Bottom line...use chicken wire.

Other things to mention: I fed my garden twice with Miracle Grow: Once right after planting, again after seeding the green beans and runners (which was about three weeks after the initial planting of everything else). I did not use any pesticides or that kind of stuff, and I had zero problems with bugs...honestly, spiders kept pretty much everything away, and respun their webs when I accidentally destroyed them during harvests. It also rained heavily here in June. It was the wettest June on record for Illinois. That is probably why my tomato plants were effing massive. When it stopped raining, I watered at least twice a week, normally three times, depending on other rainfall.

Since I wasn't sure where to put them in this, here is the appearance of the yard, start to finish, plant growth included:

A blank canvas! (April 11th)

Bed built and soil added! (April 11th)
After the initial planting. (May 10th)
Stuff's starting to get bigger! (May 22nd)
The season in full swing. Those tomato plants were about 4 feet tall! (June 29th)
The first "clean out" session. (July 1st)
Everything cleared out, except for the sprouts which should last until November. (October 17th)
And actually, all of it was very pleasant. I enjoyed pulling dead stuff out and replanting. I loved harvesting my veggies, and I was sad to pull everything up today and know it's gone for the winter.

What I Planted

I'm sure you're now dying to know what I planted and all the details thereof, so here's the full list (not including herbs, which were like basic Italian herbs + cilantro). Quantities are bolded, types in normal font, survival notes in blue, and satisfaction/future notes are in purple:
  1. 8 Brussels Sprout plants
    • 7 left, one pulled early because it wasn't developing.
    •  Amazing so far, I'll do them next year but pull the leaves off earlier so the sprouts can grow better.
  2. 4 Tomato - 3 Big Boy and 1 "early" blossom plant
    • All flourished throughout the season, but the early plant did not flower early, it bloomed with the others.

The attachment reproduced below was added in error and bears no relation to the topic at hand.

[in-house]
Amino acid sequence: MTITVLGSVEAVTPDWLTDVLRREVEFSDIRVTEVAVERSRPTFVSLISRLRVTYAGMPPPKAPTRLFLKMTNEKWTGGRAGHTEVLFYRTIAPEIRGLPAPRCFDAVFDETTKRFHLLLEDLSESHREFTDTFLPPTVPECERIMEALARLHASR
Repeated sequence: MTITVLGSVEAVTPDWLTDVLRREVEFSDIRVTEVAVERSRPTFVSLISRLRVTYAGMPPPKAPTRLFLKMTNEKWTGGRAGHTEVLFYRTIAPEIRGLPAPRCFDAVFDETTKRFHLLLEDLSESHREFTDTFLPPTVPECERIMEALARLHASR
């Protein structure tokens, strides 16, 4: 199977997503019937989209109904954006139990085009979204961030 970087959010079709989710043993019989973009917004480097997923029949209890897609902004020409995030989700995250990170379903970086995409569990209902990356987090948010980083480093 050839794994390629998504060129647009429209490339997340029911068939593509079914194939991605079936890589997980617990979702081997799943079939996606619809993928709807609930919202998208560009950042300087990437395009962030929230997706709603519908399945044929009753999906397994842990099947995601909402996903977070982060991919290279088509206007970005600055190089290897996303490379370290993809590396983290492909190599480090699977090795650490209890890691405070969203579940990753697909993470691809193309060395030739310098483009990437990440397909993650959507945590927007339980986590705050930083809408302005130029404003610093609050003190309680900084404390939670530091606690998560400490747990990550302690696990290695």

• Next time, 2 plants will suffice. I now have like 3 dozen green tomatoes in my freezer to see if there's something I can do with them. My grandma also got buttloads of tomatoes because they kept growing so fast.
  3. 4 Eggplant - 2 Nadia (like Asian Eggplant) and 2 Black Shine
    • I pulled one of the Nadia in July, but the others produced all season.
    • In the future I'll only do Black Shine as they yielded better harvests.
  4.  2 Zucchini
    • They did well, produced consistently, but required a lot of trimming because the leaves go everywhere.
    •  2 plants is plenty, and I was sad when their season was officially up (mid August). They need to be harvested consistently though otherwise the low hanging produce will rot easily.
  5.  12 Broccoli
    • 8 were planted in my garden, 2 in a pot at Cam's house, 2 in a pot at my house. The potted ones that went to Cam's were fine (just smaller than the gardened ones). The pots at my house were raided by Stewart the Everything Eater. Of those in the garden, 1 did not fair well, 1 was small, and two were huge. I was disappointed that one of the big ones flowered (because apparently it does that if you don't harvest it soon enough) while I was in Idaho and was inedible. The 4 heads we were able to eat were delicious.
    • Broccoli grows HUGE, and thus takes up a lot of space. In the future, I'll pot them (1 per pot) so I have room for other stuff in the raised bed.
  6. 4 Bell/Sweet Pepper - 4 bell, 1 cherry sweet
    • I replanted two of them after removing the broccoli plants in July. One did not make it, another did not flower (or bear fruit) at all. The other two only produced a few (7-8?) peppers through the whole season. The sweet cherry pepper plant did really well, but they weren't my favorite to eat because of how many seeds they had.
    • I'll probably do 2 full size pepper plants next year, but I think I'll pot them like the jalapenos.
  7. Seeded Green Beans - ~ 10 plants in all (~12 seeds planted)
    • These were amazing. They were one of the few items I did from seed and I was so pleased. I got multiple (about 6) great harvests from them, even one after I thought they'd stopped producing. It was so fun planting the seeds and watching them sprout and grow that way.
    • I will definitely plant them again and give a little more room to grow, as well as staking them so they can grow taller. They were one of my favorite items from the garden, crisp and delicious, and I loved having them.
  8. Seeded Scarlet Runner Beans - ~10 seeds planted, 7 plants left)
    • My next favorite item were these Runners. Oh goodness, they are delicious. They're not as common in the States but they're very popular in England, which is how we knew about them. The plants did so well, started flowering around July, and they had a great harvest all the way up until I dug the plants out today. Easy to pick and cook for a quick addition to any meal.